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A musical comedy duo in their 6th year on Broadway receive an offer to perform in Hollywood making films. The change of lifestyle is inviting to the Sweethearts as the move will take them away from relatives and friends who want to engage them in countless performances. However, when it comes to signing their Hollywood contract they do not sign as Gwen has been perceived into believing her seetheart and husband is engaged in an affair with their personal assistant. The Sweethearts split up and carry on performing their musical production around America with their understudies as their co-stars. Eventually they are united in a Broadway Show.Written by
Jenny Evans <J.Evans@uts.edu.au>
"All others end the way we start, forever we'll be Sweethearts."
Sweethearts is the first of two of the Jeanette MacDonald/Nelson Eddy films to be done in technicolor, the second at last being Bittersweet. It is also the first MGM film done in modern technicolor, though in Jeanette's The Cat and the Fiddle, the last 10 minutes were in color. And it is the only one of their films besides Bittersweet where they start off as man and wife.
The original operetta by Victor Herbert was done in 1913 and it was in fact a story set in Holland as the numbers do show. But this film is like the later one Nelson did with Rise Stevens, The Chocolate Soldier, in that he and Stevens are husband and wife appearing in The Chocolate Soldier while the plot of that is taken from Ferenc Molnar's The Guardsman.
Sweethearts has an original script by Dorothy Parker and it involves two happily married singing co-stars of a long running operetta, named Sweethearts. They've been appearing on Broadway for seven years in the same show.
In fact a whole cottage industry has grown up around Sweethearts. Producer Frank Morgan, songwriter Herman Bing, librettist Mischa Auer have had it real good for seven years. They've been quite content to live off the box office of Sweethearts as long as MacDonald and Eddy keep appearing. Also the extended families of both Eddy and MacDonald live off of them as well.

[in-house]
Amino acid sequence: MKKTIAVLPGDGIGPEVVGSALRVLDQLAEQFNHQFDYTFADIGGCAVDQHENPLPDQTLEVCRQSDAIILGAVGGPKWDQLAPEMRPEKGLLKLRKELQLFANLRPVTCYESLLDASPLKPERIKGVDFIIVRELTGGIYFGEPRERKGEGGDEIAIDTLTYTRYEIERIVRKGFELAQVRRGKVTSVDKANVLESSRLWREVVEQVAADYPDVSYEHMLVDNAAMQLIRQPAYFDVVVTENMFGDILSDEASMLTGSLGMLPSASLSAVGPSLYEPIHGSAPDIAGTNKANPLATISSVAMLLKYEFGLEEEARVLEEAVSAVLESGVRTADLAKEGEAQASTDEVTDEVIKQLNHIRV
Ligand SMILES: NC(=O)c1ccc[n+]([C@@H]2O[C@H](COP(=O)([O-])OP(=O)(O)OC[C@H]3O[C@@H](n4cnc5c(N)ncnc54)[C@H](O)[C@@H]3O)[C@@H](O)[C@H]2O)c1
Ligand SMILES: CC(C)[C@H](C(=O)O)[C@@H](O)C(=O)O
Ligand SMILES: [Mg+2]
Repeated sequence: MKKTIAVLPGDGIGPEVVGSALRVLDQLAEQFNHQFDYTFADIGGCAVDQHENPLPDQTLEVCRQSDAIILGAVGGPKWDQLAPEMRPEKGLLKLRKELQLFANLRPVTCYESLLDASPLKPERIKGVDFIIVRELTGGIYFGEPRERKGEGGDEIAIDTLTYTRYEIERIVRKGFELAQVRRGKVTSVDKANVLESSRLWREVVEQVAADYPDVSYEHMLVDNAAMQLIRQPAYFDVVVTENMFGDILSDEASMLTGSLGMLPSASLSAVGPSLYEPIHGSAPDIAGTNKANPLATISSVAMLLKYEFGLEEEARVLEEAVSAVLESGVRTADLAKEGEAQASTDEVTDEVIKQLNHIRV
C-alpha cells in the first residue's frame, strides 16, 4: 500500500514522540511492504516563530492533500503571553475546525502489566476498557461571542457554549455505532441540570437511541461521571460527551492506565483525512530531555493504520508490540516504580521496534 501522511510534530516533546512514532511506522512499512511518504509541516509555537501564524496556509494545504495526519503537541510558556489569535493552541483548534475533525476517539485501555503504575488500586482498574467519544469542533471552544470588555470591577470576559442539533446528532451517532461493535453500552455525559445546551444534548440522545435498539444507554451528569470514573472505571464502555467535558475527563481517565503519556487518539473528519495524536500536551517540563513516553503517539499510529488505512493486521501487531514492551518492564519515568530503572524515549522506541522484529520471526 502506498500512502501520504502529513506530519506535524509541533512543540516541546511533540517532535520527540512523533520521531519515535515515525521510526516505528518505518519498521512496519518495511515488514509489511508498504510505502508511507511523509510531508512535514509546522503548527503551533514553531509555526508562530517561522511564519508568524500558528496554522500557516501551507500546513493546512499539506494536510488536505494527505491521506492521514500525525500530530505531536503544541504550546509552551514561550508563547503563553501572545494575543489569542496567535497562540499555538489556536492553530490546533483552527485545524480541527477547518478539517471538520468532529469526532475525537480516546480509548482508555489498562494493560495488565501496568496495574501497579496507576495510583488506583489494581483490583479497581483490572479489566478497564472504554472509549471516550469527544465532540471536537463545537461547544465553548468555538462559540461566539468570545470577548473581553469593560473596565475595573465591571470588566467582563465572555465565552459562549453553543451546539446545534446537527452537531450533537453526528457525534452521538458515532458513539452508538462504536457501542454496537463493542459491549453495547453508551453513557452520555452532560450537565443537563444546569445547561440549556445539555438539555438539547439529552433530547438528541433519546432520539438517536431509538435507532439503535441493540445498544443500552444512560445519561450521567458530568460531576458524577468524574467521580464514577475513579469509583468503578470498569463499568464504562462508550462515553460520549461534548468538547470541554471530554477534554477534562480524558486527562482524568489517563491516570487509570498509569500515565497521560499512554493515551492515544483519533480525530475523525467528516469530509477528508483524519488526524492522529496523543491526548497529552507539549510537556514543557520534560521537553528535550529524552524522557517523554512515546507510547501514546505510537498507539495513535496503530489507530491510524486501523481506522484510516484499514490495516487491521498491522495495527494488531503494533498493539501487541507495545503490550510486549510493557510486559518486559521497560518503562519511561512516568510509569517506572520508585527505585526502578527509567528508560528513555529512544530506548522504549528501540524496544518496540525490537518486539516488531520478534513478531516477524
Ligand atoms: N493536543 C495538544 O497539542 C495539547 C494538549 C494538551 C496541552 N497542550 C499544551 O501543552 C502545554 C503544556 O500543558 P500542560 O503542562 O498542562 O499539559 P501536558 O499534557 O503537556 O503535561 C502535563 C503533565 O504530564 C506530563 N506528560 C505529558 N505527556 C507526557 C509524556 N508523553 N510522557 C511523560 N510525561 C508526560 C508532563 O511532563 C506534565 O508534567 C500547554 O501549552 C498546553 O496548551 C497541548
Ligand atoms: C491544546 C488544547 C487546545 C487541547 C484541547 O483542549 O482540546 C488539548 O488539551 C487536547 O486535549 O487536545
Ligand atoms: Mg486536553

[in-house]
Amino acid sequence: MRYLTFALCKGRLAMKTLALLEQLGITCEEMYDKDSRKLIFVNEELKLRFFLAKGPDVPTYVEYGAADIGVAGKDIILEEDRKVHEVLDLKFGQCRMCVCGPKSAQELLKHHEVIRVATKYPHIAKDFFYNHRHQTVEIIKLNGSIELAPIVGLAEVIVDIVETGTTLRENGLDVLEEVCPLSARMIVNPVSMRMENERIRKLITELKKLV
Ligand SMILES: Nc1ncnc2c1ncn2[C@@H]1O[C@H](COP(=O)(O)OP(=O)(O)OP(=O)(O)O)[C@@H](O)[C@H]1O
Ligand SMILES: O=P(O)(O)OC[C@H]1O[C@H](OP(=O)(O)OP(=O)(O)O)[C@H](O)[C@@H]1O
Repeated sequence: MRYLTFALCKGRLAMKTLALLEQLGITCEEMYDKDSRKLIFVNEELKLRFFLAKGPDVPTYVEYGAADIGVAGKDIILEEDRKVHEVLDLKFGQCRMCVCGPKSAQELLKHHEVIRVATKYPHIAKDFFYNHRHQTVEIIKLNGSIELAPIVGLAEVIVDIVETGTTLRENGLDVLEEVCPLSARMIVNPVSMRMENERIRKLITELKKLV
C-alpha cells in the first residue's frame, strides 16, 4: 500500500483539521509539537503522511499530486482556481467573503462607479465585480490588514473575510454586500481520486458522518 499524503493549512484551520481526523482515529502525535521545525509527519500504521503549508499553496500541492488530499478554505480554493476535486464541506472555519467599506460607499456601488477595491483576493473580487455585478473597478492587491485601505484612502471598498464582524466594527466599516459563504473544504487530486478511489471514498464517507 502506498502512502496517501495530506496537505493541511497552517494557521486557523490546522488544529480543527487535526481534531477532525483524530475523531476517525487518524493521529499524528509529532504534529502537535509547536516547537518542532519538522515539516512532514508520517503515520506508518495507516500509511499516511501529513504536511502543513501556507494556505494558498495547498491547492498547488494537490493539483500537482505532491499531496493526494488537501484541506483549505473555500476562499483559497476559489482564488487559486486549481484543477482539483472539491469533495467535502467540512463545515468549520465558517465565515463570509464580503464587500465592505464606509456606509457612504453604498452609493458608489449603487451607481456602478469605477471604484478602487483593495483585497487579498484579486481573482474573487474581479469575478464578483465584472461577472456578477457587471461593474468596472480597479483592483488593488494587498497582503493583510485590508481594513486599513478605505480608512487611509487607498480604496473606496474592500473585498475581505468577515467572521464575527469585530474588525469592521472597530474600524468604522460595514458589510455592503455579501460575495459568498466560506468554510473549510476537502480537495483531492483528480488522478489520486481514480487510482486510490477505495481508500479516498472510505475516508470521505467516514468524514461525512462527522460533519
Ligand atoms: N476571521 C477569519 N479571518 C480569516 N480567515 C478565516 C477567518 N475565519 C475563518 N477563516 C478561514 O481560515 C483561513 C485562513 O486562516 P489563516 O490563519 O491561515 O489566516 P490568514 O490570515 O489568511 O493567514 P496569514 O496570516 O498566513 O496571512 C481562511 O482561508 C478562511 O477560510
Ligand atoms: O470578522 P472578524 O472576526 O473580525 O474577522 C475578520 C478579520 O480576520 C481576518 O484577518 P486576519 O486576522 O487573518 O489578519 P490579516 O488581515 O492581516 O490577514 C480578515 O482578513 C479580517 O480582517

When Reginald Gardiner woos them on behalf of Hollywood producer George Barbier, panic ensues among the ranks of the cottage industry. These people might actually have to go to work.
Knowing Dorothy Parker wrote 50% of the script, you can imagine it is a witty one. Jeanette and Nelson are in good voice and the musical calls for a large number of duets. They sing the title song, For Every Lover Meets His Fate, and an interpolated non Victor Herbert song, Our Little Grey Home in the West in anticipation of their California excursion. In addition Jeanette sings A Summer Serenade which was originally an instrumental Victor Herbert composition entitled Badinage. Robert Wright and Chet Forrest gave it some lyrics for the film. Nelson has a good typical Nelson marching song in On Parade.
After appearing with Nelson Eddy in Rosalie as a sidekick Ray Bolger didn't have as many scenes, but got to show his dancing talent a lot more in the Wooden Shoes number. Jeanette personally interceded with Louis B. Mayer and got Douglas MacPhail and Betty Jaynes cast as their understudies.
MacPhail and Jaynes married later on, but divorced after MacPhail's career took a nosedive in the early Forties. He was a good singer who you might remember appeared with Mickey Rooney and Judy Garland in Babes in Arms and later introduced the Cole Porter classic, I Concentrate on You in Broadway Melody of 1940. Tragically he took his own life after the divorce for God only knows what reasons.
For Jeanette and Nelson fans and for those who like to see Ray Bolger in something else besides The Wizard of Oz, Sweethearts in highly recommended.
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